- Splitting training rides over two sessions (commutes)
I’m thinking of starting a training program on the road bike over Autumn and Winter, the first phase of which mainly involves weekday rides of 2-3 hours (at various HR levels/cadences) etc. with longer rides at the weekends.
My question is whether I could split the week day rides over my commute without losing too much of the benefit? This will most likely manifest as 45 minute AM and the rest on an extended route home. The alternative is to ride the full session in the afternoon and use AM commute as a recovery (which will probably push AM time to closer to an hour).
I appreciate I will probably lose something in increasing endurance, but I’m not too bad (relatively speaking) in that respect and looking to bring my ‘default speed’ and power/cadence output in line with my endurance.
For info I am generally less fit that the average person, not training for a particular event/discipline have chosen road training due to not wanting to lose the fun from riding off road and for simplicity of longer routes with relative ease.
Sorry for the waffle, ta in advance.Posted 5 years agoMoreCashThanDashSubscriber
Need to be very careful not to overtrain if you are commuting every day. Make sure a one or two days a week are easy recovery rides, have at least one day in the week as a rest day, but no reason why a couple of mid week commutes can’t be hard sessions IF the road and traffic conditions allow.
Training in traffic is potentially deadly.Posted 5 years ago
If necessary I have the option to cut down the bike commuting to as many days as necessary although I can’t do five days in the car, it drives me nuts! Commute is 11.5 miles each way straightlining it.
Without blathering on the plan is basically in three phases; fitter (general baseline I guess you would call it), further (endurance) and faster (power/sprinting etc.) each phase being between 8 and 12 week, nowt fancy.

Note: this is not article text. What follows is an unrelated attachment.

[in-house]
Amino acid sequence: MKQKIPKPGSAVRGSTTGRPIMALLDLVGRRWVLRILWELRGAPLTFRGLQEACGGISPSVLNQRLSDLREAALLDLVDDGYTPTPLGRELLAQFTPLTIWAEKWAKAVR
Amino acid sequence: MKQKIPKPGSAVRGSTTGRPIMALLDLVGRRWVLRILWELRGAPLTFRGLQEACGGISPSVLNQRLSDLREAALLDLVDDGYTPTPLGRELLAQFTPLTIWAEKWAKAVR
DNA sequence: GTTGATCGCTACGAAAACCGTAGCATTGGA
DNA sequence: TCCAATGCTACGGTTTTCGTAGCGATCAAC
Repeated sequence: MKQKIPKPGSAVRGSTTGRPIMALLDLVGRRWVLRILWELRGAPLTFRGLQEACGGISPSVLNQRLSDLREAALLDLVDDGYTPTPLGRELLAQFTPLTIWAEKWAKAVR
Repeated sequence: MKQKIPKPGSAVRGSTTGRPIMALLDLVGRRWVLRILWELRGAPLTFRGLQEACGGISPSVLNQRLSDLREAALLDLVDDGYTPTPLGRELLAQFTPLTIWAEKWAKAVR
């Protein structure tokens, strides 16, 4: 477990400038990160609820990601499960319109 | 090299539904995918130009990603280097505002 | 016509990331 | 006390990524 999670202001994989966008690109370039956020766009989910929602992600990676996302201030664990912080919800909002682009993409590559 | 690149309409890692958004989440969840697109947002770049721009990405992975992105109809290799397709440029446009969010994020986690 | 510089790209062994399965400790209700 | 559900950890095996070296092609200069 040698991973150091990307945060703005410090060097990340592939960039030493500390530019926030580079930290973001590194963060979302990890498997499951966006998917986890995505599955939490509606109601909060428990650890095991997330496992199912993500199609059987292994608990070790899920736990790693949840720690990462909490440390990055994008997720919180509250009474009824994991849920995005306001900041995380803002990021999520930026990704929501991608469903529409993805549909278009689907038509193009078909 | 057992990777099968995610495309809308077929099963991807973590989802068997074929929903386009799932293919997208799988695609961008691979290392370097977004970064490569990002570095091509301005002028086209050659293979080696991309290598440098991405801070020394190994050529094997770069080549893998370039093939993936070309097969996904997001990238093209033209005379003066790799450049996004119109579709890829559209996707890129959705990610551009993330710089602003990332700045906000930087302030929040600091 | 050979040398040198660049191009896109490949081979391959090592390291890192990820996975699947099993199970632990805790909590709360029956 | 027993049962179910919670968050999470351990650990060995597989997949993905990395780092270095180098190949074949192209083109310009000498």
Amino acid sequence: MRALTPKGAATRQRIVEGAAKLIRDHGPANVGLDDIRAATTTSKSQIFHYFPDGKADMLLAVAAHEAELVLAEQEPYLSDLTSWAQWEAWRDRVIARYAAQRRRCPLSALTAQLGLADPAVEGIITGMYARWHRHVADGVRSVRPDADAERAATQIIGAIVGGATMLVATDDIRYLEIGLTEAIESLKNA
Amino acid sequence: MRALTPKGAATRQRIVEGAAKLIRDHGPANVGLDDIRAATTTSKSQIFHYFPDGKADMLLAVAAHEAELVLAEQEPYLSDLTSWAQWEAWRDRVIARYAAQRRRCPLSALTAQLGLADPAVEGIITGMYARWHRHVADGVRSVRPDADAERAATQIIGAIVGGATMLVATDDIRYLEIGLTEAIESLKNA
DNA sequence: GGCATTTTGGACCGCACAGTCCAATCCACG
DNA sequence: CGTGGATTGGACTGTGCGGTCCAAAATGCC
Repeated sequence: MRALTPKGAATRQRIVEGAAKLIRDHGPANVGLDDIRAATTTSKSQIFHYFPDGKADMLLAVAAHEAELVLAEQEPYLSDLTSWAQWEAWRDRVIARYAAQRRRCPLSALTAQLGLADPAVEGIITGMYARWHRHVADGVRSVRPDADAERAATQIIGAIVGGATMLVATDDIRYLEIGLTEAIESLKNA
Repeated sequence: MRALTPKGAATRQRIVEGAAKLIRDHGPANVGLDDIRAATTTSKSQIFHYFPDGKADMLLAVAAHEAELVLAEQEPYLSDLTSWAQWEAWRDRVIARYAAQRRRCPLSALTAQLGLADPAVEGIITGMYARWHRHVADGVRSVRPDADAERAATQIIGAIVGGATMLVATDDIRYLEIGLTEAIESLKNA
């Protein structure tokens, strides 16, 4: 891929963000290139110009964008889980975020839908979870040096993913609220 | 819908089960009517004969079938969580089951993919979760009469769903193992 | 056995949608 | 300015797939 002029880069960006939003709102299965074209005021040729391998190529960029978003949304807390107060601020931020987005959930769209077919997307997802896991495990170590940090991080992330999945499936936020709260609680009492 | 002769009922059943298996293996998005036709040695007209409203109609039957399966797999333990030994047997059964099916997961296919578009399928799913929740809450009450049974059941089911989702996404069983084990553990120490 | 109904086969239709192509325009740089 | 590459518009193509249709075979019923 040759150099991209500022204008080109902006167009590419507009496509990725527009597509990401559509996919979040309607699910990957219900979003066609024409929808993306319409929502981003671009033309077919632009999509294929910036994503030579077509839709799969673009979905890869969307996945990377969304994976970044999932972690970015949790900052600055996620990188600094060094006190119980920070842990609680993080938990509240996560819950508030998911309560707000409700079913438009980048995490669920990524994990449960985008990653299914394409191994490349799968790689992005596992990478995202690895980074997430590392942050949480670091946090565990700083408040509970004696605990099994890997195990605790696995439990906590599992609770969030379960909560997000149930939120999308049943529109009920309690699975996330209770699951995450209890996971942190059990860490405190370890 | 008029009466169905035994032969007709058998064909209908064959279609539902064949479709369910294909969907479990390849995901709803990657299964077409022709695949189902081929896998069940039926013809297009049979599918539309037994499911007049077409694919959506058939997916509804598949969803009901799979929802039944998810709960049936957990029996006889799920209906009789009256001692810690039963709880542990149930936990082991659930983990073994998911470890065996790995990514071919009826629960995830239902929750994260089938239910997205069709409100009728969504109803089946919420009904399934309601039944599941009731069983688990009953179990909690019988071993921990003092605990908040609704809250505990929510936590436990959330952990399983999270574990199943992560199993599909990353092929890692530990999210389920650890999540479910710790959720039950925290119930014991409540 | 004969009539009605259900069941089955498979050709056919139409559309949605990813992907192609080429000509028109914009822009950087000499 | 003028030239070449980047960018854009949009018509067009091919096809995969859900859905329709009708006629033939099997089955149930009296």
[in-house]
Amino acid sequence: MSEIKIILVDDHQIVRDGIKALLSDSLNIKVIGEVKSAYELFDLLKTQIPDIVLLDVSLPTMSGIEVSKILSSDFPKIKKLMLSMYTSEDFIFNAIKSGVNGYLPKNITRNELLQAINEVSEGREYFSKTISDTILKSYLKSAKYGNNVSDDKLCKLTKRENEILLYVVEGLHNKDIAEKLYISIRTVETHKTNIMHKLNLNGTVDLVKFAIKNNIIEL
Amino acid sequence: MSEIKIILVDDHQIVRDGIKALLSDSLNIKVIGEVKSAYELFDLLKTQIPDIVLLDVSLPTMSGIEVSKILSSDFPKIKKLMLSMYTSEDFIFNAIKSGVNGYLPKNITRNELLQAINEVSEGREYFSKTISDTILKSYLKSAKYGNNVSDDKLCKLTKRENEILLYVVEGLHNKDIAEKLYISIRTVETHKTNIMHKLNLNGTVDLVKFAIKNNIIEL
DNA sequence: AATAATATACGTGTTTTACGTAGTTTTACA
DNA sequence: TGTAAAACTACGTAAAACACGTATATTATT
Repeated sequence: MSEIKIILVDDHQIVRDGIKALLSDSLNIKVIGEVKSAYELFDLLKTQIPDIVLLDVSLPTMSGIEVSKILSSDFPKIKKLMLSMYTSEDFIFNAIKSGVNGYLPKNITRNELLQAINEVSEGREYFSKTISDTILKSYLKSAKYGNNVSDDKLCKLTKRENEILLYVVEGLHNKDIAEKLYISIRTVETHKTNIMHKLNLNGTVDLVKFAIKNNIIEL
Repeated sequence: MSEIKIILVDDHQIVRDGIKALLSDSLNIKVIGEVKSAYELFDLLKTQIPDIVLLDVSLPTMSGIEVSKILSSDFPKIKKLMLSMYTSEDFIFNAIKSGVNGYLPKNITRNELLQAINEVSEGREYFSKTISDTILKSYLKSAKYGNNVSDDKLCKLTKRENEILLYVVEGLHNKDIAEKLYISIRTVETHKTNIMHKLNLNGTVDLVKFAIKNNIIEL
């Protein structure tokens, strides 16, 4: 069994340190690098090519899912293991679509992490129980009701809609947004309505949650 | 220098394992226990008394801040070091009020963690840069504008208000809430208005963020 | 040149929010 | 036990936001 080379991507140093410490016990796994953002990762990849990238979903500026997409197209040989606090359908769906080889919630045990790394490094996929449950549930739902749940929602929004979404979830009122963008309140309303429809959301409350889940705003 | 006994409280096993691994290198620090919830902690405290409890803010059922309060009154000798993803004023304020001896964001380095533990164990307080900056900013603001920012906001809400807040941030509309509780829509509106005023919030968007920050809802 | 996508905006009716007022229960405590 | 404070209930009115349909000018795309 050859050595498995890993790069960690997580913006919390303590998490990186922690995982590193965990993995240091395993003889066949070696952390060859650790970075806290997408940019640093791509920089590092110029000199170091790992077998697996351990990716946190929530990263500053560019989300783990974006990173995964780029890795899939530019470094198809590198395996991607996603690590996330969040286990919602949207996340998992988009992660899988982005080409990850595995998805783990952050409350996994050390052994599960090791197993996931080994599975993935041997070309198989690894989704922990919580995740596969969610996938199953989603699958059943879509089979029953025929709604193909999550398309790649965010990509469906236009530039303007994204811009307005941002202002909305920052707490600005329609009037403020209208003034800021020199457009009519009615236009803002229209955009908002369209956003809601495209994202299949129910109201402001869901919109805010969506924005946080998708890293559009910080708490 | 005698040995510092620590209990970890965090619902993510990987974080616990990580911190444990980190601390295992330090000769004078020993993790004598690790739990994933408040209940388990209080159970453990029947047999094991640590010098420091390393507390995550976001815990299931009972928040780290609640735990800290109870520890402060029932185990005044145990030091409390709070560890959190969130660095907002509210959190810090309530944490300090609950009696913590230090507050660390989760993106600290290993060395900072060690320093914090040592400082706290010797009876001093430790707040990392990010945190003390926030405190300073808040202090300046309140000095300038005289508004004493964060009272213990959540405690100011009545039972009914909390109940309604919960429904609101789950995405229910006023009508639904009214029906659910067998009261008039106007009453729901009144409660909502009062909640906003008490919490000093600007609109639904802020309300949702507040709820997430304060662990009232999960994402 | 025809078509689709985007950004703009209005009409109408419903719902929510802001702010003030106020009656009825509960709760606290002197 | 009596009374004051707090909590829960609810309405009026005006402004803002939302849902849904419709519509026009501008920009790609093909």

I’ve had some success recently with nutrition and fitness by following plans to a greater extent than I would naturally, hence the interest in the training plan.Posted 5 years agoTiRedMember
I feel like I’m fit enough for a fast commute but that’s the limit of it.
Time to try a 4th cat road race. That’s what I did.
The time crunched cyclist has a training program specifically for commuters. Endurance rides do not really feature in the commute because it is assumed that rides of up to an hour constitute a commute. You do have to push yourself, however.Posted 5 years agotonydMember
Does your commuter have racks/panniers? If it does then load them up and weigh the bike down, it’ll make the ‘normal’ commute much harder and any sprints etc will hurt more.
My commuter is heavy (but comfortable), when I get on the MTB or road bike they feel very fast all of a sudden.Posted 5 years ago
Does your commuter have racks/panniers?
Steel Croix de Fer, no rack fitted currently but I do take a rucksack with shirt, underwear break fast lunch etc, so I am weighed down.
I guess the consensus is that the commute time should be enough to make improvements, think I’m just slightly surprised that six months of doing it hasn’t seen more improvements.
Hopefully if I put a bit more structure into the time on teh bike I’ll see more progress.Posted 5 years agobrakesMember
don’t over think it, it sounds like you’ll benefit from any training without being too specific from the outset.
work with the terrain you have on your commute.
I tend to TT the 7 miles into work on a morning being fast and consistent. On the way home I extend the route to 10-14 miles taking in all the bumps I can and making a concerted effort on each of them (i.e. threshold), with some sprints thrown in if I’m feeling strong.
are there many people on your commute? someone to chase down always helps.Posted 5 years ago
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